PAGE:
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Community conversations

By Dmaron

Section: Features

May 2, 2008

Since 2005 those looking for a forum to discuss and understand community issues found one in The Hoot.

When The Hoot was first chartered in 2004, co-founder Igor Pedan told the Justice that he wanted to bring a focus back to the community. With each passing semester The Hoot has evolved to be able to better address that goal. Over the last few years The Hoot has engaged with difficult campus issues such as bringing controversial speakers to campus, addressing gender and racial inequality, and investigating the actions and policies of the student union and administration – to name a few. Its OP-ED pages have been packed with readers thoughts about injustices on campus, and commentary on student publications’ content. With more stable funding three years after its fledgling days, The Hoot has been better poised to address and explore these issues.

The Hoot is not just an alternative to the Justice. The mere presence of both publications on campus has improved the quality and breadth of coverage of news on campus as a whole, but the publications’ missions are not the same.

“To acquire wisdom, one must observe” is the motto proclaimed at the top of each Hoot issue. The Hoot has served as a watchdog on campus, raising awareness about issues in administrative and student union policy that the campus may not otherwise have known.

The Hoot is unique in its policy of accepting and publishing any pieces of interest to the general community. Because of The Hoot’s focus on Brandeis-specific news it has started dialogues which have been inspired by controversial works it published that may not have had opportunity to be printed elsewhere. Reflections and responses on these pieces have taken place in our Opinion pages, but more importantly for our publication, reactionary discourse has taken place in dorm rooms, the Campus Center, and over meals.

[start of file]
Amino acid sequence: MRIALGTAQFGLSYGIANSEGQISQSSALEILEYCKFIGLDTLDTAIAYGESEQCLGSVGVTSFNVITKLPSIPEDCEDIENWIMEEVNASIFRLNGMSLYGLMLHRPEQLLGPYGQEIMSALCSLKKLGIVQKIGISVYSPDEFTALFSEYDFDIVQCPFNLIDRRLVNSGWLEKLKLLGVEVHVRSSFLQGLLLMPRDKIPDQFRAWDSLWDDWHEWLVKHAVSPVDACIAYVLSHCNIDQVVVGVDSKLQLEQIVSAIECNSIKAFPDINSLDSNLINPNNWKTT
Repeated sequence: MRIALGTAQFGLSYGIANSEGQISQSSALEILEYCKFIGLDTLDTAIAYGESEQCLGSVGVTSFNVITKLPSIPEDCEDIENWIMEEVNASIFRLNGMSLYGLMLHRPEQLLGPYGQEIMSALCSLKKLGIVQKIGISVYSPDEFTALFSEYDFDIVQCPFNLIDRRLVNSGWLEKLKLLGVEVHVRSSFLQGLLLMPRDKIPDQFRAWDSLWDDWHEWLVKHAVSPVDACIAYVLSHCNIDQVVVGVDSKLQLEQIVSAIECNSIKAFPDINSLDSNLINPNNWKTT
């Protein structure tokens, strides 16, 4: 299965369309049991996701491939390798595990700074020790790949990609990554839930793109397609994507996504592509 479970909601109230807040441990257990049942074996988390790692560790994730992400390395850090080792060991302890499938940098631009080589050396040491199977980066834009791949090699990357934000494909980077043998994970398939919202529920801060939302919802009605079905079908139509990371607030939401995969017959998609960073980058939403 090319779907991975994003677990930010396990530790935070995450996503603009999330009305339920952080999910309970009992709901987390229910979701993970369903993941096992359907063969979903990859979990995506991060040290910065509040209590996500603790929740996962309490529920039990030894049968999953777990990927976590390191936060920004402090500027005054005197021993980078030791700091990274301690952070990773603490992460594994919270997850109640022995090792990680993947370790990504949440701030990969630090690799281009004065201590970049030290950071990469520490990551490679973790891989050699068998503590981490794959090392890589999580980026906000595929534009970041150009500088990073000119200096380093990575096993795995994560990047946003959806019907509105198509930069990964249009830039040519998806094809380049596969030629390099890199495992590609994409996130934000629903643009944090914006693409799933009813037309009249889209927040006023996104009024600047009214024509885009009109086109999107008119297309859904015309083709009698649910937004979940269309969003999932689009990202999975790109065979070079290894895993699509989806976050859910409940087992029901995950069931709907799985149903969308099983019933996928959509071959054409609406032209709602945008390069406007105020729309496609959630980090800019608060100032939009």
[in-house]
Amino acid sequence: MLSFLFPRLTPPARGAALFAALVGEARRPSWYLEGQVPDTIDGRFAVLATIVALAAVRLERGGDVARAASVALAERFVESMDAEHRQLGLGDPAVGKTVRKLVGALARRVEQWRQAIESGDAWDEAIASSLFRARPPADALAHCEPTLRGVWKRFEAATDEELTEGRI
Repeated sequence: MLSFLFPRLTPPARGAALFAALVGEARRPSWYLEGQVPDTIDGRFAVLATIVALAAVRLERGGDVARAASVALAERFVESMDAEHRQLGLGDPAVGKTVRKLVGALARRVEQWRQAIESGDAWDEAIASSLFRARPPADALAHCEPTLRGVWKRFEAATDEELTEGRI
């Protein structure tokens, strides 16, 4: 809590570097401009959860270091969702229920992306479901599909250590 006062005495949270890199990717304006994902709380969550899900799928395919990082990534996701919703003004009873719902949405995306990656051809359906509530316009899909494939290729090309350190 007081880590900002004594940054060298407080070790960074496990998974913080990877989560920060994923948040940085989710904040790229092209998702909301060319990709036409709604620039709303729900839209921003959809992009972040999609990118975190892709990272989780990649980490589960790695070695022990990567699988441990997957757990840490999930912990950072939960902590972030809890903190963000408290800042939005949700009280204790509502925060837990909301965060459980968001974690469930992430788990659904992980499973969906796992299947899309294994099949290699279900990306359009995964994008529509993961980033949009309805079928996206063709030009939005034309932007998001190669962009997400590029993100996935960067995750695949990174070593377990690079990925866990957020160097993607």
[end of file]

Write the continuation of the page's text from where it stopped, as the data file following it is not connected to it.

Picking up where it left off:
The Hoot’s role has always been to seek truth and report it – exposing the complex issues and changes that have propelled our campus forward to where it stands today. The controversies that take place on campus along with relevant commentary on sports and cultural coverage are explored by curious people asking important questions, and our 3,000-plus readers can expect nothing less from the pages of The Hoot.

As our campus has undergone construction and changed, so has The Hoot. The Hoot’s focus in the last year has expanded to incorporate some new media content – including podcasts and real-time blogging of the NCAA Men’s Basketball tournament games – bringing a new audience to its website beyond Brandeis students. These moves provided vital practice for Hoot staff harnessing new media opportunities and gave online readers more options for news consumption. Additionally, The Hoot’s podcasts of all the Student Union candidates stances on various issues formed the basis for wise voting and enlightened governance; a crucial role for a campus publication.

The mere creation of The Hoot also set an important example for the campus and its journalistic community. As news organizations are consumed by massive corporations, and funding is siphoned away from investigative pieces and foreign bureaus, having an opportunity to foster competition on campus and force publications to strive for accuracy, has taught the student journalists to strive for better quality and the need for competition, imbuing the next generation of student journalists with this value.

The Hoot’s policies and style echo the campus’s focus on having an active student body engaged with local and global issues. It is constantly growing and putting new talent to work.

The Hoot, which used to need to ask the F-board for funding issue-to-issue has grown stronger with each passing semester, such that this year’s graduating class will be the last one to remember a campus without more than one student newspaper.

The hope for the future is that The Hoot will continue to grow, improve, and meld the unique writing, photography, copy editing, and new media talents of so many students to continue to produce such praiseworthy work.

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